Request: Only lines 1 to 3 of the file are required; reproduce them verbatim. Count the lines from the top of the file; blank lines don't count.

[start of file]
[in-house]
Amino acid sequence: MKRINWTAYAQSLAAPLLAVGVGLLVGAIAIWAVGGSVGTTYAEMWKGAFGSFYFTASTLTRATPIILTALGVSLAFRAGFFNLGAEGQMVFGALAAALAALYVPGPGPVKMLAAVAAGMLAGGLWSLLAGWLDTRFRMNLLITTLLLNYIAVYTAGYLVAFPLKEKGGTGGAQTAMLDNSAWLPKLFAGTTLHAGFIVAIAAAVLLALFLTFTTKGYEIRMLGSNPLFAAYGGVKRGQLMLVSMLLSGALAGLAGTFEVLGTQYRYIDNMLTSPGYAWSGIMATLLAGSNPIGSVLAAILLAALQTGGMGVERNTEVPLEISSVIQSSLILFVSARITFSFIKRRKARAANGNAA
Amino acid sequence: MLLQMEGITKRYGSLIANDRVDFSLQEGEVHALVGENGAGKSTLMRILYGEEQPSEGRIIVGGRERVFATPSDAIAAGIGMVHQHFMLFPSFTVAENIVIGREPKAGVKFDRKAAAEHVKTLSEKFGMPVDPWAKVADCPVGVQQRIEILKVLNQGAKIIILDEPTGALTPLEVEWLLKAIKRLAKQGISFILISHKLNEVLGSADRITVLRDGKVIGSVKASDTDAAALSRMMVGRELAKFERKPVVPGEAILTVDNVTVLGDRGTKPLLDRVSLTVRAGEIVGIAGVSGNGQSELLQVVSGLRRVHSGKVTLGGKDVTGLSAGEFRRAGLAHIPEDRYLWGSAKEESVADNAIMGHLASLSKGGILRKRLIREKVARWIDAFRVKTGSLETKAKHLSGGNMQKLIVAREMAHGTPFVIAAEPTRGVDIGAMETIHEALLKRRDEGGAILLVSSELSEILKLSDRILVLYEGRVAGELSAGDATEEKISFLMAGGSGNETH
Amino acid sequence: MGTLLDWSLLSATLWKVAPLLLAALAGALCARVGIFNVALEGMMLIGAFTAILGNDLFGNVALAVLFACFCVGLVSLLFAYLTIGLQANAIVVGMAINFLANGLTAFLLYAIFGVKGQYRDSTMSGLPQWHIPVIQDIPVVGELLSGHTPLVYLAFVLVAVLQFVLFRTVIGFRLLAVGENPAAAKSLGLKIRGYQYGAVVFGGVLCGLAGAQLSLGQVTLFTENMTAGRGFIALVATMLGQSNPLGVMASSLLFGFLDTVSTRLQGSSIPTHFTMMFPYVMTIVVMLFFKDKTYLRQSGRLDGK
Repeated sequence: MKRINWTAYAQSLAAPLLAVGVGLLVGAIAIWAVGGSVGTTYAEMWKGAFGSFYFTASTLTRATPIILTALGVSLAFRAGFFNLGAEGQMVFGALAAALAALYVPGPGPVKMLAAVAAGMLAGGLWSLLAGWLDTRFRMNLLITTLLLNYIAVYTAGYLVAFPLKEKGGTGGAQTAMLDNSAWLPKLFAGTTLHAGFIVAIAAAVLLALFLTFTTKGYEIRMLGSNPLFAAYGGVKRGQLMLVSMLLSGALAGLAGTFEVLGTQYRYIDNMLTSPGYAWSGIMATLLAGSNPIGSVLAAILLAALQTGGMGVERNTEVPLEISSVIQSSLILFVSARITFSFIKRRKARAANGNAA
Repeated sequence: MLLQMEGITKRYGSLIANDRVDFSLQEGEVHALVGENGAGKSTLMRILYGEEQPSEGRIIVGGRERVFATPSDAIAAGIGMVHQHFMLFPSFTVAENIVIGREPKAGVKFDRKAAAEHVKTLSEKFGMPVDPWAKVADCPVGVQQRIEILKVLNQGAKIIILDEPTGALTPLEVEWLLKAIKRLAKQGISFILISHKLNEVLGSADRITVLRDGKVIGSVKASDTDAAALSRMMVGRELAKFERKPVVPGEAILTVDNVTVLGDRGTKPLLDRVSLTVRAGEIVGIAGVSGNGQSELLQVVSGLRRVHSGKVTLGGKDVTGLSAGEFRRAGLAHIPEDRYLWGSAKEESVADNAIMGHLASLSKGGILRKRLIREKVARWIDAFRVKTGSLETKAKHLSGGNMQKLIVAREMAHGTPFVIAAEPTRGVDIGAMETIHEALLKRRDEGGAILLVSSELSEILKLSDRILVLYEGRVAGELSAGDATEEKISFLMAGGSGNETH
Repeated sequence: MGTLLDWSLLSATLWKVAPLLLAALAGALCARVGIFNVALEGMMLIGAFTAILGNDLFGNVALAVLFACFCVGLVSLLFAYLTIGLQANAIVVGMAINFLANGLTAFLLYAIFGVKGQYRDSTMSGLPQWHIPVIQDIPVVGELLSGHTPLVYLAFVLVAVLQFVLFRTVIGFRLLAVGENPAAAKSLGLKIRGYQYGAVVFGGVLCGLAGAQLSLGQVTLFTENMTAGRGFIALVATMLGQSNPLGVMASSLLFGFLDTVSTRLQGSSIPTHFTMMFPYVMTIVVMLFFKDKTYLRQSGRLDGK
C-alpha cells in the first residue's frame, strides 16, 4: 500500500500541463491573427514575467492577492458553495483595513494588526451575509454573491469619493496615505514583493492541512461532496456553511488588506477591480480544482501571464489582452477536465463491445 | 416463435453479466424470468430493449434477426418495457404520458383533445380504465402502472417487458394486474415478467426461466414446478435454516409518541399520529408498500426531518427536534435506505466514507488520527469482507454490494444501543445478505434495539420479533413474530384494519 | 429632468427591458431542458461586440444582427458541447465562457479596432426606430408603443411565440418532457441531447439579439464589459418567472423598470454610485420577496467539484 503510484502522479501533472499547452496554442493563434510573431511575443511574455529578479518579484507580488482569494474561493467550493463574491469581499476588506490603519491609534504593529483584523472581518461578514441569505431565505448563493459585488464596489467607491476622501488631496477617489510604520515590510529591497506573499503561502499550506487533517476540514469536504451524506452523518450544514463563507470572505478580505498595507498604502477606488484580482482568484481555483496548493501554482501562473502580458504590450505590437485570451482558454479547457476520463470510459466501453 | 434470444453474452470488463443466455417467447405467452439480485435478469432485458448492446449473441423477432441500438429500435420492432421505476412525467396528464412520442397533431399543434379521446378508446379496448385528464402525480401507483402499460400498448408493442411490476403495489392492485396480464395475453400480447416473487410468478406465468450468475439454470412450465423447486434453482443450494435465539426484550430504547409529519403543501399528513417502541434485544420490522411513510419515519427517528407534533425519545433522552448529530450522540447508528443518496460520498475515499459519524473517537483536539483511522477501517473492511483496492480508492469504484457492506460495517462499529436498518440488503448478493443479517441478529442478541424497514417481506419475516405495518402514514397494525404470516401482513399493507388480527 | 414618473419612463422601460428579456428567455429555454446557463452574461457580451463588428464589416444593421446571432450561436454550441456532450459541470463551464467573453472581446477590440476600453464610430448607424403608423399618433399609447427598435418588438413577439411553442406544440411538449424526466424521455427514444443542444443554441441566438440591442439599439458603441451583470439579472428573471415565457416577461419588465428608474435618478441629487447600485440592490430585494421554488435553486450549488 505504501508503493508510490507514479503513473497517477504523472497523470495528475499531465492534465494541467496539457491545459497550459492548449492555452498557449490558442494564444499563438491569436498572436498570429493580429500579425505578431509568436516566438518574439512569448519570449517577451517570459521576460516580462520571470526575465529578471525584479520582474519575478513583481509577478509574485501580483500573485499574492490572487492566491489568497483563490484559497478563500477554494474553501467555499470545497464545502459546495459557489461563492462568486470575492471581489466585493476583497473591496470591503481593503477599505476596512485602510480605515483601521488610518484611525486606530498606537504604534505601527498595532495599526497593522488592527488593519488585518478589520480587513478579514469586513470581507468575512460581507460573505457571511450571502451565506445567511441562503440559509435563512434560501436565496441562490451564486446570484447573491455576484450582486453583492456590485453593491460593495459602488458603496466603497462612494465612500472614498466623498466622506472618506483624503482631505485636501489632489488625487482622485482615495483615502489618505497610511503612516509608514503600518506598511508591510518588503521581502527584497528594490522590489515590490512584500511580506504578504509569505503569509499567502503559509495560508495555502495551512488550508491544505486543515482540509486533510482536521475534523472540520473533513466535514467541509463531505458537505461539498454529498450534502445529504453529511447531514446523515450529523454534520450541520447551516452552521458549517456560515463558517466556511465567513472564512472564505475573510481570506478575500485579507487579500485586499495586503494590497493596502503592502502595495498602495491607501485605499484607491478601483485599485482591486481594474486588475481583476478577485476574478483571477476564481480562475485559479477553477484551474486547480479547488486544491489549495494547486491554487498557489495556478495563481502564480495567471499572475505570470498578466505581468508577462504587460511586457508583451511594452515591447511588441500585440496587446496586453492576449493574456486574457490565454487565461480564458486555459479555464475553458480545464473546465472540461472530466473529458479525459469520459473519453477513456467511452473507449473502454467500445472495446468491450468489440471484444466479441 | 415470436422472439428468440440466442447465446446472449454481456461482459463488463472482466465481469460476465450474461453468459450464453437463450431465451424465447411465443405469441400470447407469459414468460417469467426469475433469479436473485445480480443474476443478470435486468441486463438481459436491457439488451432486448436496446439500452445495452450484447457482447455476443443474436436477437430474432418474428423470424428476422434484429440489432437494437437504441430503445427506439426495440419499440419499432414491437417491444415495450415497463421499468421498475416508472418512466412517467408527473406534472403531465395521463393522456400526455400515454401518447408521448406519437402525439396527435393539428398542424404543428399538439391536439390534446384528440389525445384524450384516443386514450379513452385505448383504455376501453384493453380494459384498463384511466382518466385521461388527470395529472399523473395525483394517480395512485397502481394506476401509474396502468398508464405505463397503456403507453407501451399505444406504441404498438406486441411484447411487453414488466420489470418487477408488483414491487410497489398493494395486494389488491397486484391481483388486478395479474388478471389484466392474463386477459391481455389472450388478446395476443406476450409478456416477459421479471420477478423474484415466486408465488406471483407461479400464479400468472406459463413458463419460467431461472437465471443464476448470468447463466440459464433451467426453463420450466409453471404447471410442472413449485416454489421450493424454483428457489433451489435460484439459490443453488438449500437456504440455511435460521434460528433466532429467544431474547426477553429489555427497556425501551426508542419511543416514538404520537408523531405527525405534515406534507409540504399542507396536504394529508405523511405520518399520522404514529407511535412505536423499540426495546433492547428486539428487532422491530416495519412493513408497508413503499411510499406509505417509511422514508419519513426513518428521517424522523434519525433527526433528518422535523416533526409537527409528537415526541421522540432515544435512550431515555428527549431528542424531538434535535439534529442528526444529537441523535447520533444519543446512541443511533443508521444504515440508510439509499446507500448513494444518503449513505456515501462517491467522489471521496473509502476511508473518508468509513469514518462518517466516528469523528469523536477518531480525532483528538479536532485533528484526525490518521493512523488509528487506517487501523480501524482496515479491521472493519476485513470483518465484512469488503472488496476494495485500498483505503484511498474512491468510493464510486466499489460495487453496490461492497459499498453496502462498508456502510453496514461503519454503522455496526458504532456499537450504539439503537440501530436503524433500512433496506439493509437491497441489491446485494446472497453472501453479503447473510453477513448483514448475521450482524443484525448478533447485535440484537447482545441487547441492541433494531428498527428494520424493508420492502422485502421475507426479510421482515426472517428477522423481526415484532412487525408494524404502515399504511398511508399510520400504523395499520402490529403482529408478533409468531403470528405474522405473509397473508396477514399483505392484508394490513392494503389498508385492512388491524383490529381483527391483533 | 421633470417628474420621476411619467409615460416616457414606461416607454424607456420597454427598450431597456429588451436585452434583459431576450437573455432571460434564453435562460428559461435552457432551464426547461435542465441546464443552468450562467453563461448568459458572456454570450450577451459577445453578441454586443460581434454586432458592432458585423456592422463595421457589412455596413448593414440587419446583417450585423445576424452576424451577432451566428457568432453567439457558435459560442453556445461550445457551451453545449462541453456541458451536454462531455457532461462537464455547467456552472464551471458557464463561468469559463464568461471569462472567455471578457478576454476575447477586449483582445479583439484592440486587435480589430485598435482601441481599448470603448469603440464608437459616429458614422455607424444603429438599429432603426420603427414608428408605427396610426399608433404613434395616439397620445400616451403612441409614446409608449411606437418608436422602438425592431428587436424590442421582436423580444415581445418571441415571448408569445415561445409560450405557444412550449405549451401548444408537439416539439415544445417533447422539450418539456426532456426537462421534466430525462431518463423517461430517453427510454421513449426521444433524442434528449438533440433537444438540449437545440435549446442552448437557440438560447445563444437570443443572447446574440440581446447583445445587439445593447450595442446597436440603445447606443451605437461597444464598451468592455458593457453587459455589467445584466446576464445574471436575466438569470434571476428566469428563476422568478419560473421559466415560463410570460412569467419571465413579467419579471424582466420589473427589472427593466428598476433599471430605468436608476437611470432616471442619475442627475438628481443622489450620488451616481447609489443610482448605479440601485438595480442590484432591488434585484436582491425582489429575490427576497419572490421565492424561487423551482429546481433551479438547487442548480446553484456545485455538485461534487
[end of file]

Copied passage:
[in-house]
Amino acid sequence: MKRINWTAYAQSLAAPLLAVGVGLLVGAIAIWAVGGSVGTTYAEMWKGAFGSFYFTASTLTRATPIILTALGVSLAFRAGFFNLGAEGQMVFGALAAALAALYVPGPGPVKMLAAVAAGMLAGGLWSLLAGWLDTRFRMNLLITTLLLNYIAVYTAGYLVAFPLKEKGGTGGAQTAMLDNSAWLPKLFAGTTLHAGFIVAIAAAVLLALFLTFTTKGYEIRMLGSNPLFAAYGGVKRGQLMLVSMLLSGALAGLAGTFEVLGTQYRYIDNMLTSPGYAWSGIMATLLAGSNPIGSVLAAILLAALQTGGMGVERNTEVPLEISSVIQSSLILFVSARITFSFIKRRKARAANGNAA
Amino acid sequence: MLLQMEGITKRYGSLIANDRVDFSLQEGEVHALVGENGAGKSTLMRILYGEEQPSEGRIIVGGRERVFATPSDAIAAGIGMVHQHFMLFPSFTVAENIVIGREPKAGVKFDRKAAAEHVKTLSEKFGMPVDPWAKVADCPVGVQQRIEILKVLNQGAKIIILDEPTGALTPLEVEWLLKAIKRLAKQGISFILISHKLNEVLGSADRITVLRDGKVIGSVKASDTDAAALSRMMVGRELAKFERKPVVPGEAILTVDNVTVLGDRGTKPLLDRVSLTVRAGEIVGIAGVSGNGQSELLQVVSGLRRVHSGKVTLGGKDVTGLSAGEFRRAGLAHIPEDRYLWGSAKEESVADNAIMGHLASLSKGGILRKRLIREKVARWIDAFRVKTGSLETKAKHLSGGNMQKLIVAREMAHGTPFVIAAEPTRGVDIGAMETIHEALLKRRDEGGAILLVSSELSEILKLSDRILVLYEGRVAGELSAGDATEEKISFLMAGGSGNETH